At a time when we shall all be together again, there will be a gift waiting for you. It is a palm cross or leaf which will be blessed at our Masses this weekend. A reminder of the welcome that Christ received from the people of Jerusalem on the first Palm Sunday. A symbol too of the joy and delight that we take in being able to be united as God’s people coming together in worship in the ordinary course of events. For now it is a sign of the deep hope that our being together will soon be a reality …

My own spiritual life is much enhanced by commitment to routine at the moment, and despite the absence of music at Mass, I am able to use a hymnbook as a tool for reflection and prayer. The following words seem to reflect something of the solemnity, reality and underlying confident hope of this coming week:

“Long years ago, as earth lay dark and still,

Rose a loud cry upon a lonely hill,

while in the frailty of human clay,

Christ, our Redeemer, passed the self-same way.

Still stands His cross from that dread hour to this

like some bright star above the dark abyss;

still, through the veil, the Victor’s pitying eyes

look down to bless our lesser Calvaries.”

May we all be united in prayer, despite necessary distance, during these special days of Holy Week.

If you are able please watch the Liturgies being broadcast from our Cathedral Church, and at your ‘own’ Mass time in either Heckmondwike or Cleckheaton know that you’re being remembered.

In closing may I assure the Liturgical purists amongst you that, true to form, the statues in our churches are covered, and this weekend our Liturgical colour will be vibrant red !

With prayerful support and encouragement,

As ever, Fr. Nicholas

1st April 2020

Dear Parishioners,

Firstly I sincerely hope that this finds you in good health and spirits during the unusual scenario that we find ourselves living through.

Despite the enormous change to my own Ministry it continues, albeit in a new and evolving way. Whilst I encourage you to be united to the spiritual life of our churches through ‘spiritual communion’, I can also assure you that our churches are never empty … at every Mass I celebrate I take time to look around and, in my mind’s eye, place our regular congregations on the pews that, through habit, they sit on week by week and, in some cases, day by day.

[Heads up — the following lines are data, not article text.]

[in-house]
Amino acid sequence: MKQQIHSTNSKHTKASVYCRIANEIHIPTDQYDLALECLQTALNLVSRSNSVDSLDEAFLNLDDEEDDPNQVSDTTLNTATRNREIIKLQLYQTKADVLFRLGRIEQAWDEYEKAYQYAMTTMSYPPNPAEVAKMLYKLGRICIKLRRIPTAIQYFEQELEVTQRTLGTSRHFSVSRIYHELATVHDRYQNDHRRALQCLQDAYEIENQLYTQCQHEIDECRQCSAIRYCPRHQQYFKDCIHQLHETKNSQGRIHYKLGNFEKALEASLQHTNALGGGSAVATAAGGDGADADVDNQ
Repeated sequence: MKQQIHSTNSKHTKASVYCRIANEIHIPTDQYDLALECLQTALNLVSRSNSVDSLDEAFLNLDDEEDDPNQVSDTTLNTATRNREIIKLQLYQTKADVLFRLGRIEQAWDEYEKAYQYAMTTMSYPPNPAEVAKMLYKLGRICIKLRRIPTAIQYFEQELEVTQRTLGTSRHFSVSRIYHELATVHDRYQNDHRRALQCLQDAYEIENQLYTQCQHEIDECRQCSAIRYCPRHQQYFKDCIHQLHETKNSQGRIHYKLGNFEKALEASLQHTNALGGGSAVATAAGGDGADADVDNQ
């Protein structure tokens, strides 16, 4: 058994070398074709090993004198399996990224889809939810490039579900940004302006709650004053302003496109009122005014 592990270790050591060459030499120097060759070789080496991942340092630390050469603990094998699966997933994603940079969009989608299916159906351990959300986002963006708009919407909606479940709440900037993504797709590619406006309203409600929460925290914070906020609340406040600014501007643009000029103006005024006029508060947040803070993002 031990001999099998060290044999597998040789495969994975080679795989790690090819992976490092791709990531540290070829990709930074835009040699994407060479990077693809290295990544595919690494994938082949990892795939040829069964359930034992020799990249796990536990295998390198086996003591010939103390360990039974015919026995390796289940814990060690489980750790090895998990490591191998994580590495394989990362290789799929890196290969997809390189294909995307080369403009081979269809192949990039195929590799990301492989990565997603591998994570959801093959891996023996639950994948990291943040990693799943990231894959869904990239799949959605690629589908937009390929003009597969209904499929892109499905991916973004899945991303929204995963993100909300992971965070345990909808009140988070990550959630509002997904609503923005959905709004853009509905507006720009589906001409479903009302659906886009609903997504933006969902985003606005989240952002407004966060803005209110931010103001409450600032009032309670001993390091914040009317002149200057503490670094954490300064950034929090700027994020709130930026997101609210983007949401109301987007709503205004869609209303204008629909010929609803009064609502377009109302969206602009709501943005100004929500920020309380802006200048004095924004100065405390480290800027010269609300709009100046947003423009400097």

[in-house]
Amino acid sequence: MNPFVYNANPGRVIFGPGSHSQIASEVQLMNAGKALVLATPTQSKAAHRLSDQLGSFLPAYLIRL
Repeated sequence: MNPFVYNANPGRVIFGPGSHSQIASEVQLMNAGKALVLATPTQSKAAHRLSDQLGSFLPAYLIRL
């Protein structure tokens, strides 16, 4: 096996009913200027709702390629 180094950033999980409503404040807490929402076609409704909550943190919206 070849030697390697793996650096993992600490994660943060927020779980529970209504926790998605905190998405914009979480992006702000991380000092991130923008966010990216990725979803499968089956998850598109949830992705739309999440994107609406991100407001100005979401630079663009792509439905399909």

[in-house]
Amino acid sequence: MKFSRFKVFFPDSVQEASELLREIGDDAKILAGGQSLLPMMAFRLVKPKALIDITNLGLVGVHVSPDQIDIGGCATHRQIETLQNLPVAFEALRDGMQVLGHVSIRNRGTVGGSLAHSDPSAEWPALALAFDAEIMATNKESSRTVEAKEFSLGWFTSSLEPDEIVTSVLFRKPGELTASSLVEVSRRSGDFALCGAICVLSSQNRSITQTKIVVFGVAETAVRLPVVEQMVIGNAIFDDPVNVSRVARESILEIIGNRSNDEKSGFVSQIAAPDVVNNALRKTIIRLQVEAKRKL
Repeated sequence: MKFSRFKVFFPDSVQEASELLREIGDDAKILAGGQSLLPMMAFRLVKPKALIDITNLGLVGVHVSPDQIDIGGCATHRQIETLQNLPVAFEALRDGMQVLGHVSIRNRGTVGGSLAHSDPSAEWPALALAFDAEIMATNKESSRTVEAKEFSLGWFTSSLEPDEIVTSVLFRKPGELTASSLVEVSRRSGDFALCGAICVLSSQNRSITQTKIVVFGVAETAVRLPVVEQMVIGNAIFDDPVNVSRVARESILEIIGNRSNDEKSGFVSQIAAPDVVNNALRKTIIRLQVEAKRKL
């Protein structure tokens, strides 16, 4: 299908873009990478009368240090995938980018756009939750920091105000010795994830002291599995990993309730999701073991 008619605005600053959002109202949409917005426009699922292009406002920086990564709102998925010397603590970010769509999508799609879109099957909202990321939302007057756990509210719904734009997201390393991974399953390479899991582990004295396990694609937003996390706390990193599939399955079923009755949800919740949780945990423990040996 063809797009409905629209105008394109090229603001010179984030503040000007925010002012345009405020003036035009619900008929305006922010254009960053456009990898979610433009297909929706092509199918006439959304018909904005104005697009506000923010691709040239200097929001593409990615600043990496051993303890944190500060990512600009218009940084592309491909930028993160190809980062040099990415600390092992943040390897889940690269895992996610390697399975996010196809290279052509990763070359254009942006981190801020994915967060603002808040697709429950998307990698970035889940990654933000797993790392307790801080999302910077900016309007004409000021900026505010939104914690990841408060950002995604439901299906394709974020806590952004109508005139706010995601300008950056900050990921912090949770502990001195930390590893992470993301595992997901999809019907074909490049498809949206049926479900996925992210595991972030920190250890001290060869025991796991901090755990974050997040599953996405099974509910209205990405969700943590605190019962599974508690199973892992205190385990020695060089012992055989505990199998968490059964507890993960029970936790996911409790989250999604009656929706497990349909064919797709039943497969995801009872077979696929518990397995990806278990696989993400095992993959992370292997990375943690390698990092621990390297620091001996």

Candles are lit for your intentions too, prior to each Mass, as I know that collectively and individually we are looked upon as a people to whom others can turn in their need, not least when it comes to wanting prayers to be offered and candles to be lit. So all of this continues, and will, please God, until we are all back together again.

The need for prayer is great, and so I urge you to find time to speak with God during the course of each day, perhaps at traditional times such as 12 noon and 6.00 pm for the Angelus, in addition to Morning and Night Prayers. The Rosary is also a great gift, asking Our Lady to unite her prayers to ours.

Holy Mass is being ‘live-streamed’ from St. Anne’s Cathedral in Leeds, our diocesan Mother Church, at 10.30 am each day and at 11.00 am on a Sunday. The Angelus is also recited at 12 noon each day followed by the Rosary, which on Friday will be replaced by the Stations of the Cross. If it is possible for you to be a part of these events ‘live’ I do encourage it. Other Masses are also available from around the diocese and well beyond, however, some of these are pre-recorded with varying degrees of sound and visual quality. I recommend the Cathedral broadcasts, as we belong to a diocesan family, something which is evidenced in the various pilgrimages that many of us have participated in such as to Lourdes or Walsingham or even World Youth Day. At a very human level when the going gets tough the one place we long to be is home, this is why our churches are so precious to us, and beyond that our Cathedral and Bishop.

Practically, can I please ask that this e-mail is not directly replied to as there are multiple recipients who will all be privy to whatever you write! If you wish to contact me please do so at an individual level.

Keep well, safe, and above all do not feel alone; we are a community, and if anyone stands in need they only have to ask (I remain contactable via ‘phone or e-mail), and hopefully a resolution can be found to assist.

Holding you all, and your intentions in prayer,

With all very best wishes,

Fr. Nicholas